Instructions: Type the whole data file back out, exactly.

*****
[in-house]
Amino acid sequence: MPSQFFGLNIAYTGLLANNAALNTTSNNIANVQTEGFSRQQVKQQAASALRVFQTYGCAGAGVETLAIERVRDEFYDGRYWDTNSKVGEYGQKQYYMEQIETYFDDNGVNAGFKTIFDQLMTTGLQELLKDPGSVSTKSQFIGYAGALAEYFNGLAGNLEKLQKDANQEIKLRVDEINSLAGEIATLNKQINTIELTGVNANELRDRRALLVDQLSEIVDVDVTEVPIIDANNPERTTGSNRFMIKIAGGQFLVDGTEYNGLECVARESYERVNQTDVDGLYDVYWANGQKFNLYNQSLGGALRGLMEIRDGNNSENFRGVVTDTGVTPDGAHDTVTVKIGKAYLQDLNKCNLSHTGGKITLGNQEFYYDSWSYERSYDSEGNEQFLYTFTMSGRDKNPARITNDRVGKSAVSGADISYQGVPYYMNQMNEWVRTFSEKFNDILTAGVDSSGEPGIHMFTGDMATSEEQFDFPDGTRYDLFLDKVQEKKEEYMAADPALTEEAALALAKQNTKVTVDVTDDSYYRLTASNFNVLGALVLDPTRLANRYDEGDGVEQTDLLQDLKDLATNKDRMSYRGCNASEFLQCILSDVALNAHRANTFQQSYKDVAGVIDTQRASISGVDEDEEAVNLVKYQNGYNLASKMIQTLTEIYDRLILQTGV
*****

[in-house]
Amino acid sequence: MPSQFFGLNIAYTGLLANNAALNTTSNNIANVQTEGFSRQQVKQQAASALRVFQTYGCAGAGVETLAIERVRDEFYDGRYWDTNSKVGEYGQKQYYMEQIETYFDDNGVNAGFKTIFDQLMTTGLQELLKDPGSVSTKSQFIGYAGALAEYFNGLAGNLEKLQKDANQEIKLRVDEINSLAGEIATLNKQINTIELTGVNANELRDRRALLVDQLSEIVDVDVTEVPIIDANNPERTTGSNRFMIKIAGGQFLVDGTEYNGLECVARESYERVNQTDVDGLYDVYWANGQKFNLYNQSLGGALRGLMEIRDGNNSENFRGVVTDTGVTPDGAHDTVTVKIGKAYLQDLNKCNLSHTGGKITLGNQEFYYDSWSYERSYDSEGNEQFLYTFTMSGRDKNPARITNDRVGKSAVSGADISYQGVPYYMNQMNEWVRTFSEKFNDILTAGVDSSGEPGIHMFTGDMATSEEQFDFPDGTRYDLFLDKVQEKKEEYMAADPALTEEAALALAKQNTKVTVDVTDDSYYRLTASNFNVLGALVLDPTRLANRYDEGDGVEQTDLLQDLKDLATNKDRMSYRGCNASEFLQCILSDVALNAHRANTFQQSYKDVAGVIDTQRASISGVDEDEEAVNLVKYQNGYNLASKMIQTLTEIYDRLILQTGV